Castara Retreats - Review Page 1
Reviewed by Steve & Jill Wooler in February 2012
Castara is a small fishing village. It lies nestled in the folds of a shallow valley, overlooking the stunning golden sands and turquoise waters of Castara Bay, backed by the lush green hills that edge Tobago’s tropical rainforest.
Despite a population that can be counted in hundreds, rather than thousands, Castara boasts more than 30 guest house and holiday rental properties. Whilst other parts of Tobago have suffered a decline in tourism in recent years, Castara is invariably fully booked during the peak months. Preeminent amongst these local hostelries is Castara Retreats; a property that has consistently appeared in the myTobago Reader Satisfaction Rating top-5 list of most highly rated Tobago properties for the last 10 years. No wonder then that both the village of Castara and Castara Retreats have received endorsement from luminaries such as Edmund de Waal of the Telegraph Magazine (February 2012) and National Geographic Magazine (January 2010).
Castara is clearly getting something right. But what? I have been pondering that question for some hours, sat here on the deck of our lodge at Castara Retreats as I look out over the beach and village. I haven’t arrived at an answer that I can express in just a sentence or two. The truth is that Castara is far more than a number of ticked boxes on a feature list. Castara is an experience, not just a destination. Both the village and Castara Retreats are very much more than the sum of their parts. Whilst there are many cheaper alternatives in the village, the exceptional repeat rates are adequate evidence that visitors are "getting" Castara Retreats. A review such as this can only hint at the magic of this unique property.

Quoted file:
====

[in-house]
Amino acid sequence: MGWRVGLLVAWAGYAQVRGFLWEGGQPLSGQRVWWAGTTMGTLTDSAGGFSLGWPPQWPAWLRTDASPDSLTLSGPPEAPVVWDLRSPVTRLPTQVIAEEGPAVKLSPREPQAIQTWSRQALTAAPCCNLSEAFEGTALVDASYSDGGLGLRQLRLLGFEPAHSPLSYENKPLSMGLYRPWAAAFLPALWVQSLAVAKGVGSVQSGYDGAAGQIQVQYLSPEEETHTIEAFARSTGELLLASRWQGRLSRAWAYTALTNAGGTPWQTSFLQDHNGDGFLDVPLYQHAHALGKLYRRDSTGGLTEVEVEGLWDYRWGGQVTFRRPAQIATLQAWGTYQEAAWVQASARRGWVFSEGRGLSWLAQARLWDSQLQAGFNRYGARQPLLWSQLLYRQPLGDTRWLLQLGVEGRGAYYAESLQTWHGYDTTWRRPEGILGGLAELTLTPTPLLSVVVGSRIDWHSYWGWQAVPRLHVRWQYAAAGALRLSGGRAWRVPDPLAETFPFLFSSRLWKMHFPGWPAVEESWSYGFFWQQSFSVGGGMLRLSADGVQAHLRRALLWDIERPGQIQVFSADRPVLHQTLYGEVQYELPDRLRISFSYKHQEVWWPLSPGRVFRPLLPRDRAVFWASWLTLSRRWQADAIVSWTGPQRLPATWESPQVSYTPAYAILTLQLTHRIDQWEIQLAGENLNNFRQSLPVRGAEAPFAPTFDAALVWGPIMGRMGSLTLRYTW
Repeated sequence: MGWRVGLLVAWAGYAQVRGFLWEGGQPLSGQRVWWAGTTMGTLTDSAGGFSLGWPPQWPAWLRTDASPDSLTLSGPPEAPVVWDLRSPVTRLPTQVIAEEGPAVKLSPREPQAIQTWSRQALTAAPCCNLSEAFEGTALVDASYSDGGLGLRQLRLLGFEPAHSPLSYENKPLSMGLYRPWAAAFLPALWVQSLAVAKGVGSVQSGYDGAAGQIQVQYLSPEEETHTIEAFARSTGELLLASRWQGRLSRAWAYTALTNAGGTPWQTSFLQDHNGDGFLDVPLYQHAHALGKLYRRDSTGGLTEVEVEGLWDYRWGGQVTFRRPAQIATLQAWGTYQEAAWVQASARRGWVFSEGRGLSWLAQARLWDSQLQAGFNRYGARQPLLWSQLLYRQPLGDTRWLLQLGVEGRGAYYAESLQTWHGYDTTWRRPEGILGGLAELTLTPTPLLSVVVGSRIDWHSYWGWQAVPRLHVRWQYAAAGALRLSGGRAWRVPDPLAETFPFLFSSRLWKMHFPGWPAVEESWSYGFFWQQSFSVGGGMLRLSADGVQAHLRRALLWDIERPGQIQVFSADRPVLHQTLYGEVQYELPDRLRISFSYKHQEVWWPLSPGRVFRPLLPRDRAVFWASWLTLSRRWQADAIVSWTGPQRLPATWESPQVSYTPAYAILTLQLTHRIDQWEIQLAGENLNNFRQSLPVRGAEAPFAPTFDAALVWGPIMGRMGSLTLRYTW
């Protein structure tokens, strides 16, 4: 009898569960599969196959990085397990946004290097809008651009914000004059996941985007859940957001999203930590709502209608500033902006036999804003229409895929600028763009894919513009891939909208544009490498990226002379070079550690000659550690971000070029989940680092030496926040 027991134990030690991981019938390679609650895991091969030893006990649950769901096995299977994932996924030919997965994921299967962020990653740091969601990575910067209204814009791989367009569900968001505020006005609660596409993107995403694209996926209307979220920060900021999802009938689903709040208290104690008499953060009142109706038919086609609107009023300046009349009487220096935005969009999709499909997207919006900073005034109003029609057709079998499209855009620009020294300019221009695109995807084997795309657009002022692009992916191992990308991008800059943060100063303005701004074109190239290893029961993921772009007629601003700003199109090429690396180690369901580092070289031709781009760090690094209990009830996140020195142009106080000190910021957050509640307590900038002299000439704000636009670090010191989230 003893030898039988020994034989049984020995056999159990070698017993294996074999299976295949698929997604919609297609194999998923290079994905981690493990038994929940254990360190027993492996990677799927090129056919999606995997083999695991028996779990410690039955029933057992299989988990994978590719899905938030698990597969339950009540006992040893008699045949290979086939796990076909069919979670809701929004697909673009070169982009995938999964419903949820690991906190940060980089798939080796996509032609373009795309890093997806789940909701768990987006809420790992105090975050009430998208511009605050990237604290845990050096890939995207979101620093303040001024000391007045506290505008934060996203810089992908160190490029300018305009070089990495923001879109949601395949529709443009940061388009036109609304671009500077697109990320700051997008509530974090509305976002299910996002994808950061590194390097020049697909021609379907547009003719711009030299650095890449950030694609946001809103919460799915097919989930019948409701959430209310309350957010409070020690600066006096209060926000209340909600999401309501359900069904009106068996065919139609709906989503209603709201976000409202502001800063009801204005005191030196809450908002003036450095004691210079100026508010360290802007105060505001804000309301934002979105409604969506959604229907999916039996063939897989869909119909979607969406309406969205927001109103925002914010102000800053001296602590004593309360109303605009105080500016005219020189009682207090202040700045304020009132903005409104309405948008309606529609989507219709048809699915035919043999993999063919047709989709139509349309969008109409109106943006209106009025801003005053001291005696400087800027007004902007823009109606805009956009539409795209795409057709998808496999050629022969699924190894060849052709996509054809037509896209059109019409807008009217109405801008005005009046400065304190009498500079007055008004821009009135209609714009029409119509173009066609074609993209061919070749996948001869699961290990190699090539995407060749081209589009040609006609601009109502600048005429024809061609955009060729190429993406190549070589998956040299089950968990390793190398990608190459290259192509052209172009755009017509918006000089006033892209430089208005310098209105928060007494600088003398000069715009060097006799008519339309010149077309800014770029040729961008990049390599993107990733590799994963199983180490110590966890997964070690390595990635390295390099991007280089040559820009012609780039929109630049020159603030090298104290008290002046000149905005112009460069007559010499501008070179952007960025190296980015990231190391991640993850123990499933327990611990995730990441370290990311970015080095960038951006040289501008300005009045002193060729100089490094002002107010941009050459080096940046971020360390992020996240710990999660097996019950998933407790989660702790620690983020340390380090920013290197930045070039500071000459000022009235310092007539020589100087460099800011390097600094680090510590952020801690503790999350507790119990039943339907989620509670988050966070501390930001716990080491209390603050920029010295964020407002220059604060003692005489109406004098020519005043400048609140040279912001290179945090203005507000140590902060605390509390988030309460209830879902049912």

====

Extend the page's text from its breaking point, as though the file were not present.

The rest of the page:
Castara is a 50-minute drive from the airport. Castara Retreats is managed on behalf of the British owners by a wonderful local couple, the charismatic Porridge and his charming wife Jeanell. Porridge invariably meets guests at the airport and transfers them to Castara, generally via one of the main supermarkets. Shopping facilities are limited in Castara, so a weekly shopping trip to the more developed end of the island will generally be required.
Castara Retreats has the advantage of being just a stone’s throw from away from the two most popular dining establishments in the village: Marguarite’s Local Cuisine and Cheno’s Coffee Shop. By common consensus, Marguarite is the best cook in the area and her restaurant opens every evening, even on public holidays. Directly opposite, Cheno offers great breakfasts and lunches and his small café/restaurant has become a very popular place for visitors and locals alike to meet and lime (relax).
As with all our Tobago reviews, I would recommend that visitors hire a car or jeep for at least some of their stay. Porridge has a couple of rental vehicles and there are also two small rental services in the village. Vehicles can be rented by the day or week. You will not require transport around Castara, but a self-drive is by far the best way to get the most out of Tobago.
The simplicity of Castara will not be to everyone’s taste. There isn’t a Starbucks on every corner. I accept that I am being flippant, but that is because during our 2010 visit I was waylaid by an angry American family. One comment that summarised their complaints and expectations was “the village is so primitive that we can’t even get fresh bagels or ground coffee for breakfast”. The fact that they recognised me surely indicates that they read myTobago.info extensively – and yet still hadn’t grasped the reality of Tobago or Castara. One assumes that their concept of a ‘fishing village’ was a charming Disney set with modern fast-food establishments behind the backdrop.
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